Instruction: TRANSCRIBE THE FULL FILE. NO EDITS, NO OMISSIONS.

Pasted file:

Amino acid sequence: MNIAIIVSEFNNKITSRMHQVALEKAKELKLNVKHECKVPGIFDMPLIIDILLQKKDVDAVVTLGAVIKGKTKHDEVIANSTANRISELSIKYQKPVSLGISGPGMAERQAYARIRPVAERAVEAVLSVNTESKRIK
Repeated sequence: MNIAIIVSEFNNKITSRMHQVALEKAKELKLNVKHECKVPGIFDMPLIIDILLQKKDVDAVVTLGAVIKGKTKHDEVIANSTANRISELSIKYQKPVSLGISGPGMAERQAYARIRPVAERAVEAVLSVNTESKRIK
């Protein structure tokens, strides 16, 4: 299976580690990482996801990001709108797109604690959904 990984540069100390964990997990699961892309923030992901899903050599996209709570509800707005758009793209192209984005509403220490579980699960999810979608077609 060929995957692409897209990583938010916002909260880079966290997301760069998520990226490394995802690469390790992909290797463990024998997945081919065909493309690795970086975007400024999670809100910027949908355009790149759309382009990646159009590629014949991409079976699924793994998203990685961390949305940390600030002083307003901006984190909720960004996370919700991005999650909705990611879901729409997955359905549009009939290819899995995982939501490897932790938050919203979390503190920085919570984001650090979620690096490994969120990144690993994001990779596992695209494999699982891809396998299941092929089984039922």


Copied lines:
Amino acid sequence: MNIAIIVSEFNNKITSRMHQVALEKAKELKLNVKHECKVPGIFDMPLIIDILLQKKDVDAVVTLGAVIKGKTKHDEVIANSTANRISELSIKYQKPVSLGISGPGMAERQAYARIRPVAERAVEAVLSVNTESKRIK
Repeated sequence: MNIAIIVSEFNNKITSRMHQVALEKAKELKLNVKHECKVPGIFDMPLIIDILLQKKDVDAVVTLGAVIKGKTKHDEVIANSTANRISELSIKYQKPVSLGISGPGMAERQAYARIRPVAERAVEAVLSVNTESKRIK
């Protein structure tokens, strides 16, 4: 299976580690990482996801990001709108797109604690959904 990984540069100390964990997990699961892309923030992901899903050599996209709570509800707005758009793209192209984005509403220490579980699960999810979608077609 060929995957692409897209990583938010916002909260880079966290997301760069998520990226490394995802690469390790992909290797463990024998997945081919065909493309690795970086975007400024999670809100910027949908355009790149759309382009990646159009590629014949991409079976699924793994998203990685961390949305940390600030002083307003901006984190909720960004996370919700991005999650909705990611879901729409997955359905549009009939290819899995995982939501490897932790938050919203979390503190920085919570984001650090979620690096490994969120990144690993994001990779596992695209494999699982891809396998299941092929089984039922």